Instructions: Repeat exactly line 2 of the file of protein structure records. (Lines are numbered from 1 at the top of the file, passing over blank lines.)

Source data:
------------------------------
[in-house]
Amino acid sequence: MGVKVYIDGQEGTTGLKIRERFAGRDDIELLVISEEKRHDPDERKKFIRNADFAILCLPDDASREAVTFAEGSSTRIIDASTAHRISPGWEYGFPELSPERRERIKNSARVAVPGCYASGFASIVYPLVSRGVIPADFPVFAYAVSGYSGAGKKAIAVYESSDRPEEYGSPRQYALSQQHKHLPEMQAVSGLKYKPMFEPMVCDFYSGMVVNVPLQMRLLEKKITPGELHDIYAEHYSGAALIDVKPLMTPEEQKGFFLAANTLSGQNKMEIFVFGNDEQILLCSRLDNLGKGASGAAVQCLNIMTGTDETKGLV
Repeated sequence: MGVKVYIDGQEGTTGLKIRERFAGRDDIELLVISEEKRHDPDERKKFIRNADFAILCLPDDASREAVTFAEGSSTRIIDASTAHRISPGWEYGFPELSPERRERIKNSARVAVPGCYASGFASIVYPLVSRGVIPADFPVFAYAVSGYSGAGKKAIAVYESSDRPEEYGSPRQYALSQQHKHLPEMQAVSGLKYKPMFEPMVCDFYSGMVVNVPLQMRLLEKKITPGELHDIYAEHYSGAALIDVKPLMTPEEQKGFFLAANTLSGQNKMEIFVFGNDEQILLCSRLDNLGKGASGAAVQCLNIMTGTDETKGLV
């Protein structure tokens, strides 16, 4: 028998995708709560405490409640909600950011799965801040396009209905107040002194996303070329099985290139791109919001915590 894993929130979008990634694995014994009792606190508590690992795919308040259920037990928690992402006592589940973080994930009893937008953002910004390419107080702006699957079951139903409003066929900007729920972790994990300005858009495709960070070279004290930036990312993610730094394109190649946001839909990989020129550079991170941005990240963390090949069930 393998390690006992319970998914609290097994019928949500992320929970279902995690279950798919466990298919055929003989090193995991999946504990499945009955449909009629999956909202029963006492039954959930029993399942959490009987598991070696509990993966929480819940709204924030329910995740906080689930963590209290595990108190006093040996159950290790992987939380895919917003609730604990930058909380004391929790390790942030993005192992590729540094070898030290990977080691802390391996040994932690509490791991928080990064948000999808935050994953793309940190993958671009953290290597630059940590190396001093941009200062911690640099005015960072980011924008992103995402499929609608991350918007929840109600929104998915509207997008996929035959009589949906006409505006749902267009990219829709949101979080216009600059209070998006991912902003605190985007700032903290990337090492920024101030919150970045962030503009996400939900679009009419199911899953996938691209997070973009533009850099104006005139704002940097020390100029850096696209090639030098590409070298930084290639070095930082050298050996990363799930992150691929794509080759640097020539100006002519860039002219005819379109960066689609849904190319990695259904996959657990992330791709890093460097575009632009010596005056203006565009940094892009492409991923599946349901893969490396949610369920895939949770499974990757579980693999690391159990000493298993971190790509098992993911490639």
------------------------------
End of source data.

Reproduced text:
Amino acid sequence: MGVKVYIDGQEGTTGLKIRERFAGRDDIELLVISEEKRHDPDERKKFIRNADFAILCLPDDASREAVTFAEGSSTRIIDASTAHRISPGWEYGFPELSPERRERIKNSARVAVPGCYASGFASIVYPLVSRGVIPADFPVFAYAVSGYSGAGKKAIAVYESSDRPEEYGSPRQYALSQQHKHLPEMQAVSGLKYKPMFEPMVCDFYSGMVVNVPLQMRLLEKKITPGELHDIYAEHYSGAALIDVKPLMTPEEQKGFFLAANTLSGQNKMEIFVFGNDEQILLCSRLDNLGKGASGAAVQCLNIMTGTDETKGLV